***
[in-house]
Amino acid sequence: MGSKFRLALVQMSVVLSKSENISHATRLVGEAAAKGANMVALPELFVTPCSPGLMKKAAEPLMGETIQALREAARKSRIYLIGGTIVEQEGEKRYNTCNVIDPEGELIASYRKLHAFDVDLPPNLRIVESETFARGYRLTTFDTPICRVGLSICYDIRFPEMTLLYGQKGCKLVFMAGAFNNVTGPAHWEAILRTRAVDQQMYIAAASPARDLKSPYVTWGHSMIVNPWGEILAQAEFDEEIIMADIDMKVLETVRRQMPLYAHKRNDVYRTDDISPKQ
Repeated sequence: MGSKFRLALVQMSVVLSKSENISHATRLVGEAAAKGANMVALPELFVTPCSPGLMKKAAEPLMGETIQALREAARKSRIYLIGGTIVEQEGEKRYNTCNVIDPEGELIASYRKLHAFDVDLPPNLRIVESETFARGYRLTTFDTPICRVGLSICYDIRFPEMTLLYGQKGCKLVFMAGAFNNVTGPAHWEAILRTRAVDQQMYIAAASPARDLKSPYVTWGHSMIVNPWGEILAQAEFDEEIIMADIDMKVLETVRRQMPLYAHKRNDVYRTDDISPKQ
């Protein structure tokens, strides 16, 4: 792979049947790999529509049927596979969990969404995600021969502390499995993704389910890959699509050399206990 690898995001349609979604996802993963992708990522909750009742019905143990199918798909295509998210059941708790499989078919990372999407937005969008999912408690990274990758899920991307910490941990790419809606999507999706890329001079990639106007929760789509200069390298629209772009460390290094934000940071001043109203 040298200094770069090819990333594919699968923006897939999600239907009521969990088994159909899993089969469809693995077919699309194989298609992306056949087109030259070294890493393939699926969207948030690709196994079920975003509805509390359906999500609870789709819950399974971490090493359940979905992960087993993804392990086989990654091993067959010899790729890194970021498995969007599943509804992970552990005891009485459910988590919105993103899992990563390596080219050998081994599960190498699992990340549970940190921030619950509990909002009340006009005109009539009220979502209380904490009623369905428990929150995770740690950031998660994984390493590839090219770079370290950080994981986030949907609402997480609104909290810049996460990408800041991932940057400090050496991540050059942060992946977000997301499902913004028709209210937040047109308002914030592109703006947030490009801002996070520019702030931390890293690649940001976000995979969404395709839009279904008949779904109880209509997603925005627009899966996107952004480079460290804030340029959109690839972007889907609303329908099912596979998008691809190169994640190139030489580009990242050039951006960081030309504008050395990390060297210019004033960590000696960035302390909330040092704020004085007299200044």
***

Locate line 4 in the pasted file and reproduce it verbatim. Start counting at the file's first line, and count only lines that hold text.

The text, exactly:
């Protein structure tokens, strides 16, 4: 792979049947790999529509049927596979969990969404995600021969502390499995993704389910890959699509050399206990 690898995001349609979604996802993963992708990522909750009742019905143990199918798909295509998210059941708790499989078919990372999407937005969008999912408690990274990758899920991307910490941990790419809606999507999706890329001079990639106007929760789509200069390298629209772009460390290094934000940071001043109203 040298200094770069090819990333594919699968923006897939999600239907009521969990088994159909899993089969469809693995077919699309194989298609992306056949087109030259070294890493393939699926969207948030690709196994079920975003509805509390359906999500609870789709819950399974971490090493359940979905992960087993993804392990086989990654091993067959010899790729890194970021498995969007599943509804992970552990005891009485459910988590919105993103899992990563390596080219050998081994599960190498699992990340549970940190921030619950509990909002009340006009005109009539009220979502209380904490009623369905428990929150995770740690950031998660994984390493590839090219770079370290950080994981986030949907609402997480609104909290810049996460990408800041991932940057400090050496991540050059942060992946977000997301499902913004028709209210937040047109308002914030592109703006947030490009801002996070520019702030931390890293690649940001976000995979969404395709839009279904008949779904109880209509997603925005627009899966996107952004480079460290804030340029959109690839972007889907609303329908099912596979998008691809190169994640190139030489580009990242050039951006960081030309504008050395990390060297210019004033960590000696960035302390909330040092704020004085007299200044």